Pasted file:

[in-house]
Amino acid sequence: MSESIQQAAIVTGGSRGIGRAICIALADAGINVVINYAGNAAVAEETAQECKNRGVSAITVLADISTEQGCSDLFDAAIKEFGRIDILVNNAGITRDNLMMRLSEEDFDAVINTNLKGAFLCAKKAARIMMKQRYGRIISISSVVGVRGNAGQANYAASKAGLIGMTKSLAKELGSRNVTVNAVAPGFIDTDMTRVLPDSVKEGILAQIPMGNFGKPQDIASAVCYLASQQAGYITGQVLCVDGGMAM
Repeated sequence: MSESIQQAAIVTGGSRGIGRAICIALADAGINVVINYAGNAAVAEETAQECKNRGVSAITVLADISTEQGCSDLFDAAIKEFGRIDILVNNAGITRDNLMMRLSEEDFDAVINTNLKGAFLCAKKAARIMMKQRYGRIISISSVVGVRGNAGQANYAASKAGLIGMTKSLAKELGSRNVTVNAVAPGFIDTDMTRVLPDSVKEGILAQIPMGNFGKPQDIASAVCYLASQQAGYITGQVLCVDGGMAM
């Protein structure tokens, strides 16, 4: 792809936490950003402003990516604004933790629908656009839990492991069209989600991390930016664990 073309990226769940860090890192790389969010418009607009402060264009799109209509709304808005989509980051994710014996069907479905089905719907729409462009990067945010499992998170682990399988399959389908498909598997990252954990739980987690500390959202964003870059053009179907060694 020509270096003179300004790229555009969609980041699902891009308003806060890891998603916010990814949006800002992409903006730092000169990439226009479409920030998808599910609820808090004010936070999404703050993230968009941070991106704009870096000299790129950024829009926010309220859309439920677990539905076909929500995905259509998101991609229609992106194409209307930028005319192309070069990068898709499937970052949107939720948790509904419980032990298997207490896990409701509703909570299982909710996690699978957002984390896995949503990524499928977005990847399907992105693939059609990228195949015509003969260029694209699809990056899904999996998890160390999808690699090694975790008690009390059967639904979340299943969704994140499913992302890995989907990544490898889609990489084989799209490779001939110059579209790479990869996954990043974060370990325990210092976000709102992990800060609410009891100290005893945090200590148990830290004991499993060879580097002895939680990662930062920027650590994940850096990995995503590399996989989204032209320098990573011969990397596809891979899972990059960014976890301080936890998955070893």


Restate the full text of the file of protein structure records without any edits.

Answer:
[in-house]
Amino acid sequence: MSESIQQAAIVTGGSRGIGRAICIALADAGINVVINYAGNAAVAEETAQECKNRGVSAITVLADISTEQGCSDLFDAAIKEFGRIDILVNNAGITRDNLMMRLSEEDFDAVINTNLKGAFLCAKKAARIMMKQRYGRIISISSVVGVRGNAGQANYAASKAGLIGMTKSLAKELGSRNVTVNAVAPGFIDTDMTRVLPDSVKEGILAQIPMGNFGKPQDIASAVCYLASQQAGYITGQVLCVDGGMAM
Repeated sequence: MSESIQQAAIVTGGSRGIGRAICIALADAGINVVINYAGNAAVAEETAQECKNRGVSAITVLADISTEQGCSDLFDAAIKEFGRIDILVNNAGITRDNLMMRLSEEDFDAVINTNLKGAFLCAKKAARIMMKQRYGRIISISSVVGVRGNAGQANYAASKAGLIGMTKSLAKELGSRNVTVNAVAPGFIDTDMTRVLPDSVKEGILAQIPMGNFGKPQDIASAVCYLASQQAGYITGQVLCVDGGMAM
């Protein structure tokens, strides 16, 4: 792809936490950003402003990516604004933790629908656009839990492991069209989600991390930016664990 073309990226769940860090890192790389969010418009607009402060264009799109209509709304808005989509980051994710014996069907479905089905719907729409462009990067945010499992998170682990399988399959389908498909598997990252954990739980987690500390959202964003870059053009179907060694 020509270096003179300004790229555009969609980041699902891009308003806060890891998603916010990814949006800002992409903006730092000169990439226009479409920030998808599910609820808090004010936070999404703050993230968009941070991106704009870096000299790129950024829009926010309220859309439920677990539905076909929500995905259509998101991609229609992106194409209307930028005319192309070069990068898709499937970052949107939720948790509904419980032990298997207490896990409701509703909570299982909710996690699978957002984390896995949503990524499928977005990847399907992105693939059609990228195949015509003969260029694209699809990056899904999996998890160390999808690699090694975790008690009390059967639904979340299943969704994140499913992302890995989907990544490898889609990489084989799209490779001939110059579209790479990869996954990043974060370990325990210092976000709102992990800060609410009891100290005893945090200590148990830290004991499993060879580097002895939680990662930062920027650590994940850096990995995503590399996989989204032209320098990573011969990397596809891979899972990059960014976890301080936890998955070893």